What Does it Mean to Scale
Hi everyone, this is Anthem Salgado, business coach, and marketing strategist from Art of Hustle. Today we’re going to be talking about your company’s growth whether you are an individual or a representative of an organization.
Very specifically, we will be talking about this terminology that word “scaling”. It’s a word that is often misunderstood because we use a very, well, not very similar, but the exact same word in geometry. In geometry, it means to keep things proportional. Meaning you could have a little square, you could blow it up to be a big square, you can have a triangle. And as long as you keep the proportions the same, you can scale it up to become a bigger triangle, and you could just as easily scale it back down.
Defining Scaling According to Business NOT Geometry
However, in business, scaling means something very different. It actually means not keeping things proportional. So for example, if you spent $5.00 to make $10.00, to scale that proportionally means eventually when you get really big you’ll be spending five million to make ten million. However, that of course is problematic because to make $10.00 back on $5.00 is bad profit margin. And so when you get up to spending five million to make ten million, you’ll be making more money, however; you’ll also have inherited the bad profit margin that you had when you were really small. So while it looks like you’re making a lot of money, you’re actually operating bigger, and faster most likely towards disaster. That rhymed by accident, I swear.
So what could we do to fully understand what it means to scale? Well let’s look at a basic x, y graft if we shall. Down here is where your start up began, that’s the birth of your company. And up here is where you want to end up, right? It’s a basic flow. You have these two parallel lines. The bottom line basically represents your operating expenses. The top line represents your outcomes. So for a for profit business, your outcomes, that’s pretty easy to define. That’s basically essentially your money, how much you’re able to generate revenue and profit-wise. Now, for nonprofit organizations with a slightly different business model, that top line I would argue, everyone’s got their own opinion, but this is mine. That tope line, your outcomes are basically your impact, and also your brand recognition. Because ultimately, it is your impact, and your brand recognition which will enable you to grow your individual donor contributions, and also your capability to qualify for bigger and better grants.
So here we go. Your company has just started, your operating expenses, and your outcomes. Now if you were to go proportionally, what would happen is these lines would basically stay somewhat parallel. So as you grew, you would end up spending as much in operating as you would get back in outcomes. So that’s not true scalability, it looks like it to the person who doesn’t know any better. And for a long while, I didn’t understand this concept either. So don’t feel bad. But now that I do, I will do everything I can not to make this mistake.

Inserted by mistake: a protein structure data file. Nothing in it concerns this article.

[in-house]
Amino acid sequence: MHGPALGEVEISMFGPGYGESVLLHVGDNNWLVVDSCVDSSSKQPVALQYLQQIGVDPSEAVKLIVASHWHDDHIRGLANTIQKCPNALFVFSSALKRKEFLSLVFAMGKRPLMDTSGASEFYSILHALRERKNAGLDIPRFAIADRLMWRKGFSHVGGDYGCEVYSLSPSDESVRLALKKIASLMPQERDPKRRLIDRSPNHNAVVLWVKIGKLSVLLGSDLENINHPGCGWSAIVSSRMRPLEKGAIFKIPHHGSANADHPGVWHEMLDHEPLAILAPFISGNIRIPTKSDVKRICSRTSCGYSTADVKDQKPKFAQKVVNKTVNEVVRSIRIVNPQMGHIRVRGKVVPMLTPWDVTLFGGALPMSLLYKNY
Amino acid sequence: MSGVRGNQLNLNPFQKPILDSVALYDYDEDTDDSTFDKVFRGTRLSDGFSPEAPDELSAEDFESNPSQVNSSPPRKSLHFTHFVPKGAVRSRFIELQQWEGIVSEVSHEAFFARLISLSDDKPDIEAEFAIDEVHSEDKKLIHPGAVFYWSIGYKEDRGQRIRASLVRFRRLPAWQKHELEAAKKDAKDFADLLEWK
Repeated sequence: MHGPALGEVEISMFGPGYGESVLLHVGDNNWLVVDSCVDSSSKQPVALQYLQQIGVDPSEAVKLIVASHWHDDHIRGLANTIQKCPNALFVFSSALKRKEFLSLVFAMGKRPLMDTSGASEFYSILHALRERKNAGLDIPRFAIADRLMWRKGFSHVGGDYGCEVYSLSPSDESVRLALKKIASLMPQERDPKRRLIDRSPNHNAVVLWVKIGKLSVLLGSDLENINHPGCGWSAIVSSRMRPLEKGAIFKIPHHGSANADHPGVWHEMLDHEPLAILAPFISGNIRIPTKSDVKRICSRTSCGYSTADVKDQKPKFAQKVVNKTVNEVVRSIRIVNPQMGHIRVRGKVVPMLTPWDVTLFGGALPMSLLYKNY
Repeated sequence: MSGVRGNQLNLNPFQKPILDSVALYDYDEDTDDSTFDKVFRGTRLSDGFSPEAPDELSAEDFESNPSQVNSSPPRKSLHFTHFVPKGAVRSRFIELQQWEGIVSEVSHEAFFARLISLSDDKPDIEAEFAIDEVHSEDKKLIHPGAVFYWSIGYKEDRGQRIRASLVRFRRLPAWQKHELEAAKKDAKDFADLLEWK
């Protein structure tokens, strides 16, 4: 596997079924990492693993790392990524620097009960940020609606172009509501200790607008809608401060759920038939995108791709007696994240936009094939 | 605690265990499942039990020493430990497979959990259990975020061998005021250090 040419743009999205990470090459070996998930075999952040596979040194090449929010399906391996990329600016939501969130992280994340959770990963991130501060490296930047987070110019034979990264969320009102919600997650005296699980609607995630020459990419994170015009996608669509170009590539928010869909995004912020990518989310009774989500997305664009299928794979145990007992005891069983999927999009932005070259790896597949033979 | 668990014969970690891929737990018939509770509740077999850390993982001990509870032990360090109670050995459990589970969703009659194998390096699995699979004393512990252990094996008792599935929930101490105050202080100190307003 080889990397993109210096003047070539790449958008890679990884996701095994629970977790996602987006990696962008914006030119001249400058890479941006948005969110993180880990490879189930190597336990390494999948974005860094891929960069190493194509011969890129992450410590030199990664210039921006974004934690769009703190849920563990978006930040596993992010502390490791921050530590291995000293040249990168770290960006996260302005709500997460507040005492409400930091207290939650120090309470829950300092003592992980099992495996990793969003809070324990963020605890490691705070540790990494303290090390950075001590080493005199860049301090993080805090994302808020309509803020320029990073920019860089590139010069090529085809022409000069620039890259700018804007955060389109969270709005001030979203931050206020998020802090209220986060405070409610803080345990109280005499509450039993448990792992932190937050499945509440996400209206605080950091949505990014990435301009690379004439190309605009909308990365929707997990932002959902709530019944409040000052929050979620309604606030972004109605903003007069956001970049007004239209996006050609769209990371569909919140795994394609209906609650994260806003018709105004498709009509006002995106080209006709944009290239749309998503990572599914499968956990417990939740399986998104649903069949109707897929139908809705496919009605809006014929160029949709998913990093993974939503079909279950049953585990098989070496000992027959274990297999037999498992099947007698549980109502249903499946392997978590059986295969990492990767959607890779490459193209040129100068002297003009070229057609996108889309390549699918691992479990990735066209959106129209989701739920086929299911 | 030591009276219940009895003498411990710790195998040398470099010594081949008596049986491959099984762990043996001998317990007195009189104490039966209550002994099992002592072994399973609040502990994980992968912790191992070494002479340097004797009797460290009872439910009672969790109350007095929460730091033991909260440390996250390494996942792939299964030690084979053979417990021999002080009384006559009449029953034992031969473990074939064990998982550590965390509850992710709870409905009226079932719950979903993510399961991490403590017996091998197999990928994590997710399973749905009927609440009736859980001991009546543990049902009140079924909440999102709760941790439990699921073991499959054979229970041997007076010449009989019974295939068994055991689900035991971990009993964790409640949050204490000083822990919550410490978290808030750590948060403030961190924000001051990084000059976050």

What does it mean, “scalability” if not to just grow as such? It basically means to have your operating expenses eventually even out, go nice and steady. And for your outcomes, it means opposite of steadying, it would skyrocket. Eventually you want these two lines to break away from one another so that you are getting maximum, maximum return for the amount of time, energy, and money that you put back in. How do you do this? If you start out spending five, and getting back ten, how do you go about getting more back? Well, the answer of course comes back down to leveraging your opportunities, which would be a whole other talk if we went that route right now. But ultimately, that’s what it comes down to.
So yes, in geometry, scalability means staying proportional, but in business it means having your outcomes break away in a dramatic fashion from your operating expenses. And this is pretty much the model that you’ll see happening with a lot of technology companies, which are expensive to start. Right. So in their case, if you can see my hands here, they’re operating as actually more than their outcomes in the beginning. But eventually as their technology gets more refined and they find their audience for it, the lines sort of begin to converge, and then they get to a point where the market really blows open for them, and an ideal situation would be their outcomes again breaks away dramatically from their operating expenses because essentially if you think about it, overhead for digital is pretty low compared to brick and mortar. But it does take a lot to start. Which is why for technology companies to operate, you might be operating in the red for a long while before you start seeing your money come back. But eventually the goal for most technology companies, and any company really is to have these two lines break away from one another.
So that is something to think about. Too often, people think about growth, and they misuse this word scale or scaling. They think being scalable means to just throw more money into it, and consequently get more money back. But if those things are staying parallel to one another. That’s not true growth, that’s probably not sustainable, and that’s essentially going back to whether you’re for profit or nonprofit, that’s probably where burn out starts to happen. It’s not good for financial resources, it’s also not good for human resources. This is something to meditate upon pretty deeply especially if you have been defining scaling according to geometry, and not according to business.
Food for thought. Enjoy that, and I wish you well in all of your endeavors. Again, this is Anthem Salgado, business coach and marketing strategist here at your service representing Art of Hustle. Thank you very much.